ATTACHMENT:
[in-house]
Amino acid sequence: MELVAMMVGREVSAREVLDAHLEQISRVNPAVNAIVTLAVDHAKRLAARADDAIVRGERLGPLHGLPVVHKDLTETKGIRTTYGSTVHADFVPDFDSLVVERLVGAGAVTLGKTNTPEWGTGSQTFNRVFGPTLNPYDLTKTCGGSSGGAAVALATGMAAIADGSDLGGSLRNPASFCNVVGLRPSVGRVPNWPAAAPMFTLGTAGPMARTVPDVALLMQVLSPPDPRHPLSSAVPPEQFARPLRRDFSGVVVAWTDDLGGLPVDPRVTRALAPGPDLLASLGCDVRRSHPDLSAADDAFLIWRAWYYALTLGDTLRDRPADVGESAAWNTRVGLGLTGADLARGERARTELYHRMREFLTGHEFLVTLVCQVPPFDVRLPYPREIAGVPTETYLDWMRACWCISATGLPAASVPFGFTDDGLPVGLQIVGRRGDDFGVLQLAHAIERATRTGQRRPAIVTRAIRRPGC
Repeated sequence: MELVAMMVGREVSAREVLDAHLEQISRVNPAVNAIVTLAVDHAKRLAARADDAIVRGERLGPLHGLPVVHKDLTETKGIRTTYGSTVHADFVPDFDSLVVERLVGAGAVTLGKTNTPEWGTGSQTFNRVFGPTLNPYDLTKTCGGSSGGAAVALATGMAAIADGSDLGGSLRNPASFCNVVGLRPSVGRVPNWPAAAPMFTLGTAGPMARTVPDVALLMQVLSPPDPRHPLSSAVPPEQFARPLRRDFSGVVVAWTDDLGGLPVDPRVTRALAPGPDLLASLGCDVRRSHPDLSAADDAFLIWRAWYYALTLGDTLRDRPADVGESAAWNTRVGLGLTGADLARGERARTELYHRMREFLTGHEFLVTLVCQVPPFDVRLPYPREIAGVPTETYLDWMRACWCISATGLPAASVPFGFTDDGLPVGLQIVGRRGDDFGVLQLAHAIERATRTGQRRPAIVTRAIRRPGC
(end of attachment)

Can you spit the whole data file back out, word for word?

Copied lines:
[in-house]
Amino acid sequence: MELVAMMVGREVSAREVLDAHLEQISRVNPAVNAIVTLAVDHAKRLAARADDAIVRGERLGPLHGLPVVHKDLTETKGIRTTYGSTVHADFVPDFDSLVVERLVGAGAVTLGKTNTPEWGTGSQTFNRVFGPTLNPYDLTKTCGGSSGGAAVALATGMAAIADGSDLGGSLRNPASFCNVVGLRPSVGRVPNWPAAAPMFTLGTAGPMARTVPDVALLMQVLSPPDPRHPLSSAVPPEQFARPLRRDFSGVVVAWTDDLGGLPVDPRVTRALAPGPDLLASLGCDVRRSHPDLSAADDAFLIWRAWYYALTLGDTLRDRPADVGESAAWNTRVGLGLTGADLARGERARTELYHRMREFLTGHEFLVTLVCQVPPFDVRLPYPREIAGVPTETYLDWMRACWCISATGLPAASVPFGFTDDGLPVGLQIVGRRGDDFGVLQLAHAIERATRTGQRRPAIVTRAIRRPGC
Repeated sequence: MELVAMMVGREVSAREVLDAHLEQISRVNPAVNAIVTLAVDHAKRLAARADDAIVRGERLGPLHGLPVVHKDLTETKGIRTTYGSTVHADFVPDFDSLVVERLVGAGAVTLGKTNTPEWGTGSQTFNRVFGPTLNPYDLTKTCGGSSGGAAVALATGMAAIADGSDLGGSLRNPASFCNVVGLRPSVGRVPNWPAAAPMFTLGTAGPMARTVPDVALLMQVLSPPDPRHPLSSAVPPEQFARPLRRDFSGVVVAWTDDLGGLPVDPRVTRALAPGPDLLASLGCDVRRSHPDLSAADDAFLIWRAWYYALTLGDTLRDRPADVGESAAWNTRVGLGLTGADLARGERARTELYHRMREFLTGHEFLVTLVCQVPPFDVRLPYPREIAGVPTETYLDWMRACWCISATGLPAASVPFGFTDDGLPVGLQIVGRRGDDFGVLQLAHAIERATRTGQRRPAIVTRAIRRPGC